London Chess Classic

Once again a lot of attention focused on Magnus Carlsen’s game. The last time he met Hikaru Nakamura was in a four-game rapidplay match in Oslo only two weeks ago, when the American won 3-1 so that must have been in the back of his mind. Carlsen played White and managed to isolate Hikaru Nakamura’s e6 pawn but it transpired his position was not as good as it appeared. Carlsen even found himself obliged to surrender a pawn. The game came down a queen ending and Carlsen secured a perpetual check.

London Chess Classic

(Peter Doggers:) Nigel Short played an interesting pawn sacrifice in the French Rubinstein, which might have looked like preparation, but it wasn't. "I've played a number of interesting novelties lately. Mostly that's because I haven't got a clue what I am doing in the opening." According to the former World Championship contender the move 12...a6 was critical: 13.Bd3 dxc3 14.Nxc3 Bg7 15.0-0 f5 and now after 16.Bxf5 exf5 he had seen the idea 17.Rad1 Qa5 18.b4! and White wins the queen, but after 16...Bxc3! 17.Qxc3 exf5 18.Rad1 Qg8 there's no mate.

The way Ni Hua played it, White could have reached an ending with a healthy pawn up by 20.cxd4 Bd6 21.Ne2, but Short's natural urge to exchange pieces was unsound in this game. As he said himself, he over-estimated the value of the d-file and with excellent moves such as 22...h5! Black got strong counterplay. The way the Chinese GM liquidated to a drawn pawn ending was pretty nice as well.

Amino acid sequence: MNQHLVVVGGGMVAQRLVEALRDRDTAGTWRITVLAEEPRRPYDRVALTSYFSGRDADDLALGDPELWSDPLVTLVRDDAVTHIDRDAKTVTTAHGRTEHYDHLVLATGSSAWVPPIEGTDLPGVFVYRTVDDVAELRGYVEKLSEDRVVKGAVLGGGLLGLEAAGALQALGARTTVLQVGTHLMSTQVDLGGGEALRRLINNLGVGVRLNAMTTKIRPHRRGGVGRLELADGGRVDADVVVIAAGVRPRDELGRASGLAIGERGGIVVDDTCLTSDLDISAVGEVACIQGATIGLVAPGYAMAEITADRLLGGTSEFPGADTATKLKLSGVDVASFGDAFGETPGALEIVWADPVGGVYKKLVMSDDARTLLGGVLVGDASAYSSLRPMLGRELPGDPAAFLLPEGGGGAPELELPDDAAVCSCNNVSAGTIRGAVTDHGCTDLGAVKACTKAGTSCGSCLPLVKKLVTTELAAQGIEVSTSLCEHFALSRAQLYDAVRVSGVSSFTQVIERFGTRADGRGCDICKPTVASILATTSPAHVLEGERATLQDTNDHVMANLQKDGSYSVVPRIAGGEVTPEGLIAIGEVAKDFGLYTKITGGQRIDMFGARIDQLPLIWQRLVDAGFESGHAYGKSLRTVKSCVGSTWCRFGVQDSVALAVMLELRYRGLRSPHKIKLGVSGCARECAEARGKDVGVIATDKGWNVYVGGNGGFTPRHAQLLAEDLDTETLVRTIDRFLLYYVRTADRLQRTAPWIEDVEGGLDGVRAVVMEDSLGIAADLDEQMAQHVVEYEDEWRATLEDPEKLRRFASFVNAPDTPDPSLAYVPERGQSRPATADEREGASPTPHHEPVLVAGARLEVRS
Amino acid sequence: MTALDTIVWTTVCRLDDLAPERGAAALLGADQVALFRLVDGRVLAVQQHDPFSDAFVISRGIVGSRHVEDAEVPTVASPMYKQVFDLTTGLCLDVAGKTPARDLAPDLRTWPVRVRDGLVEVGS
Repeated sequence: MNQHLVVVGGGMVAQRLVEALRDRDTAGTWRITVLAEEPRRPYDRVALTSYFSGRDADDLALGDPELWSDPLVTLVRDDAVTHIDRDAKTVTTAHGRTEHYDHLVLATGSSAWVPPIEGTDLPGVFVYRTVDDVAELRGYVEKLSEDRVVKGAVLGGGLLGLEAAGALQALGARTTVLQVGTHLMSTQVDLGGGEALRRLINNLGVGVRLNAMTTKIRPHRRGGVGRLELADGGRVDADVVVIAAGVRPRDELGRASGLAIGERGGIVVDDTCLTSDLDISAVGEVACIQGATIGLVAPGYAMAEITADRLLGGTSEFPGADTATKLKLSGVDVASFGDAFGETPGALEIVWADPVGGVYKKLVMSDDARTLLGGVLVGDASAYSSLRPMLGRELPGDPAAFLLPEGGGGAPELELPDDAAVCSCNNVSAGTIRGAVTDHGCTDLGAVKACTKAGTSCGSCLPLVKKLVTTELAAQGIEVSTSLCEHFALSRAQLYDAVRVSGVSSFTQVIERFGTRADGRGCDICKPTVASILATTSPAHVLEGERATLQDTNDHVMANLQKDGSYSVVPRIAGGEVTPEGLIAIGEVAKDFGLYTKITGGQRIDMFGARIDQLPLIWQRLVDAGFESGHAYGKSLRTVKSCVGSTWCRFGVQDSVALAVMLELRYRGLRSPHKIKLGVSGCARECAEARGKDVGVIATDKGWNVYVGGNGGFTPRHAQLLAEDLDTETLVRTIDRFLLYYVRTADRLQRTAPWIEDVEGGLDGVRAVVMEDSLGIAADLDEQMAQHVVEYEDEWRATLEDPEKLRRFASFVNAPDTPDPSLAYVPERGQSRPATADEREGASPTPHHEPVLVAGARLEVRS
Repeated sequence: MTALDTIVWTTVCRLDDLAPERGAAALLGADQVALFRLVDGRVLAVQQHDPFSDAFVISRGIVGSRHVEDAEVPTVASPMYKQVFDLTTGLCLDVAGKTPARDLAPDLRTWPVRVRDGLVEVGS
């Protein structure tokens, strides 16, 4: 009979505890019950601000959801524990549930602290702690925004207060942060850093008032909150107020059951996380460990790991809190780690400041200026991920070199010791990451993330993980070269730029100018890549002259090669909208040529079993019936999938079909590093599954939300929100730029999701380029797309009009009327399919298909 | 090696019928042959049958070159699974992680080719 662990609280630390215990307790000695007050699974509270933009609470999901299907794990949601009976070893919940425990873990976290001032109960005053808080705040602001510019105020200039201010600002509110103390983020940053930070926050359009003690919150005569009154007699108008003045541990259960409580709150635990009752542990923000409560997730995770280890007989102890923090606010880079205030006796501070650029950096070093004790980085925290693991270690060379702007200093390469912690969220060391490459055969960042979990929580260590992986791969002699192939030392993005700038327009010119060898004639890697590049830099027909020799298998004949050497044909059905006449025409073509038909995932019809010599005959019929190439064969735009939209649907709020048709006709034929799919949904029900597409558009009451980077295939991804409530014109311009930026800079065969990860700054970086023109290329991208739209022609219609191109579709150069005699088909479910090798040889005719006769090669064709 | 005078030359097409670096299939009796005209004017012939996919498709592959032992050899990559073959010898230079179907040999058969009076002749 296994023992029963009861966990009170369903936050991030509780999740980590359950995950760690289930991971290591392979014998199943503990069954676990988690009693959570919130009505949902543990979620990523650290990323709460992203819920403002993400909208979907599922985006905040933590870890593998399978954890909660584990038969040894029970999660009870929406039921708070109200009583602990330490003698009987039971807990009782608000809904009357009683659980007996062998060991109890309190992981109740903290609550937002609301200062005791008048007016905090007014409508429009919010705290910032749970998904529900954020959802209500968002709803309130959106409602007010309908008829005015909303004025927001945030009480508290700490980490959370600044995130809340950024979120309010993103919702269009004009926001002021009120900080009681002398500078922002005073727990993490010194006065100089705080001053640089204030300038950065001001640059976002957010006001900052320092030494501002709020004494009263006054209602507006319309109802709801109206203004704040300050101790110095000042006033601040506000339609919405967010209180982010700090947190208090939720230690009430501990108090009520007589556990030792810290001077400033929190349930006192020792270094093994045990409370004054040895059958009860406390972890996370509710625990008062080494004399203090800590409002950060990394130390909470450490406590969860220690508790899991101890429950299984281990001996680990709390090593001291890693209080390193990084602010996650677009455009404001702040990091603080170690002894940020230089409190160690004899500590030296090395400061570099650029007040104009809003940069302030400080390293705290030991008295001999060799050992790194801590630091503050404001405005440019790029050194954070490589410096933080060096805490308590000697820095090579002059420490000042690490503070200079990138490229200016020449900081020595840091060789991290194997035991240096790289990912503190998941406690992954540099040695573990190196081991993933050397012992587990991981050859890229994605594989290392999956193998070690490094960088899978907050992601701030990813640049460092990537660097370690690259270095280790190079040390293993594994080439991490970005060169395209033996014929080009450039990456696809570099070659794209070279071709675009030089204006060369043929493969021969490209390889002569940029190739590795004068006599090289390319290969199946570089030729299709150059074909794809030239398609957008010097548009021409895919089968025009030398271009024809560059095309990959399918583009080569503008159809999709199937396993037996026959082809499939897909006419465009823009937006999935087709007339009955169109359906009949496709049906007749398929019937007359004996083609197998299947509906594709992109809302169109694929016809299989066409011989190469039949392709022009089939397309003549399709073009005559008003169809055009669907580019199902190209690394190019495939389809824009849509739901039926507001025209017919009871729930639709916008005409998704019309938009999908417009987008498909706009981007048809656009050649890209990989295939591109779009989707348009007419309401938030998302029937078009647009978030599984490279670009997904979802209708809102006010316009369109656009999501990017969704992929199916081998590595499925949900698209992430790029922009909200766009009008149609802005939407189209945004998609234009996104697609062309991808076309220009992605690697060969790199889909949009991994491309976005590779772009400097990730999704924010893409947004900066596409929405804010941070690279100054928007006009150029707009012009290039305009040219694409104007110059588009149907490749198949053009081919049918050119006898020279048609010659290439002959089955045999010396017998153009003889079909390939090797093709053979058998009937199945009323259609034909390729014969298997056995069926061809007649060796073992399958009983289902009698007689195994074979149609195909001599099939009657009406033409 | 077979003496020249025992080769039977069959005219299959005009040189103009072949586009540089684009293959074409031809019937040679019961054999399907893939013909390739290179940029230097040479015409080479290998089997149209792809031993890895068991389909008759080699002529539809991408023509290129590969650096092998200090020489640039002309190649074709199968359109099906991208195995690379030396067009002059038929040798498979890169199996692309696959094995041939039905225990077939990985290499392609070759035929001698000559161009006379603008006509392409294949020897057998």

London Chess Classic

London Chess Classic

Short, Ni Hua and Rowson in the commentary room after the game



ChessVibes LiveToday you can follow IM Jan-Willem de Jong's live commentary of the 5th round in London and the 4th game betwen Gelfand and Ponomariov. We're covering the World Cup and the London Chess Classic for free; starting from 2010 our live commentary will be subscription-based. You'll find more info here.

Videos





London Chess Classic 2009 | Pairings & results

London Chess Classic

London Chess Classic 2009 | Standings ('football system')

London Chess Classic

London Chess Classic 2009 | Standings (regular system)

London Chess Classic



Games round 4



Game viewer by ChessTempo


Links

More from PeterDoggers
Caruana Wins Tata Steel Chess With Round To Spare

Caruana Wins Tata Steel Chess With Round To Spare

Caruana Expands Lead At Tata Steel Chess

Caruana Expands Lead At Tata Steel Chess